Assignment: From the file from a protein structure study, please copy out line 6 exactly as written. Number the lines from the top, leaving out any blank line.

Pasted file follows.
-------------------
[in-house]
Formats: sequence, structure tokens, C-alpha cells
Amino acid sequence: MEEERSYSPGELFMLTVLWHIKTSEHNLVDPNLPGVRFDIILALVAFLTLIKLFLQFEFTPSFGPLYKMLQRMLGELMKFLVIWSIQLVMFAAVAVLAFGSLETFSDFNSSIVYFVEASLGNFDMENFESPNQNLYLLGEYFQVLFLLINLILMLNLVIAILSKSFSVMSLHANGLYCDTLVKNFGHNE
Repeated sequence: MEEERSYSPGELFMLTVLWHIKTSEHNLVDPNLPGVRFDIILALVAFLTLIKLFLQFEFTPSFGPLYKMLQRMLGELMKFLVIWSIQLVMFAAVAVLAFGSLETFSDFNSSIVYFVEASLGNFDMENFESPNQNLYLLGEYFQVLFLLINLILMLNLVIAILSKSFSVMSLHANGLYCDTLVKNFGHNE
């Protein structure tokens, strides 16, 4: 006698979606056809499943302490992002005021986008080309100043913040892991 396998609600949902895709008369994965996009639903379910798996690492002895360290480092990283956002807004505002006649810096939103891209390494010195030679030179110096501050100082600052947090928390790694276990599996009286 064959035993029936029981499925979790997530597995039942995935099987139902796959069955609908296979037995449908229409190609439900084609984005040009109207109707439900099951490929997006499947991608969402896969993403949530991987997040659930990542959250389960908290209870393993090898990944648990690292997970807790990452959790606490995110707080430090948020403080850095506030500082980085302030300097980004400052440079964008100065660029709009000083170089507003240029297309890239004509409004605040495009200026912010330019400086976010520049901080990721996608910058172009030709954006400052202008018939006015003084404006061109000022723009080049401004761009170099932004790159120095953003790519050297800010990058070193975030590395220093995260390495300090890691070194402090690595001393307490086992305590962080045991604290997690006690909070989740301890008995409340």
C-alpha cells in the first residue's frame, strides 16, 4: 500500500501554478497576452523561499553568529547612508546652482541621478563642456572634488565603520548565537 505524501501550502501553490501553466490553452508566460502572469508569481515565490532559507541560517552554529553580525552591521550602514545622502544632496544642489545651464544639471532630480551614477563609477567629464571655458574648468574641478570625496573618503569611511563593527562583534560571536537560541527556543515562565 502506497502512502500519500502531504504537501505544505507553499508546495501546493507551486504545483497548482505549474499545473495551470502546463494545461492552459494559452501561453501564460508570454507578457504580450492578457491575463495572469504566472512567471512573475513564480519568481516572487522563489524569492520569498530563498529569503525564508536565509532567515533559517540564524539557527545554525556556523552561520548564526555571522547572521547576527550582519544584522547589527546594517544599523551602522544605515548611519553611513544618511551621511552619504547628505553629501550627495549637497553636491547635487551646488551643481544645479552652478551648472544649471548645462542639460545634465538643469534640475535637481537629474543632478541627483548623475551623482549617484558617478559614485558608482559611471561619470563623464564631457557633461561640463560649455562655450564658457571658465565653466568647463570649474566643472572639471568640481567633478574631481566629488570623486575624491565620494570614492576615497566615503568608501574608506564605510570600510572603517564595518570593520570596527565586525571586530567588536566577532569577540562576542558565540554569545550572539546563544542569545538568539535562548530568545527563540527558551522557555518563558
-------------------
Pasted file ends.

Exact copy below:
C-alpha cells in the first residue's frame, strides 16, 4: 500500500501554478497576452523561499553568529547612508546652482541621478563642456572634488565603520548565537 505524501501550502501553490501553466490553452508566460502572469508569481515565490532559507541560517552554529553580525552591521550602514545622502544632496544642489545651464544639471532630480551614477563609477567629464571655458574648468574641478570625496573618503569611511563593527562583534560571536537560541527556543515562565 502506497502512502500519500502531504504537501505544505507553499508546495501546493507551486504545483497548482505549474499545473495551470502546463494545461492552459494559452501561453501564460508570454507578457504580450492578457491575463495572469504566472512567471512573475513564480519568481516572487522563489524569492520569498530563498529569503525564508536565509532567515533559517540564524539557527545554525556556523552561520548564526555571522547572521547576527550582519544584522547589527546594517544599523551602522544605515548611519553611513544618511551621511552619504547628505553629501550627495549637497553636491547635487551646488551643481544645479552652478551648472544649471548645462542639460545634465538643469534640475535637481537629474543632478541627483548623475551623482549617484558617478559614485558608482559611471561619470563623464564631457557633461561640463560649455562655450564658457571658465565653466568647463570649474566643472572639471568640481567633478574631481566629488570623486575624491565620494570614492576615497566615503568608501574608506564605510570600510572603517564595518570593520570596527565586525571586530567588536566577532569577540562576542558565540554569545550572539546563544542569545538568539535562548530568545527563540527558551522557555518563558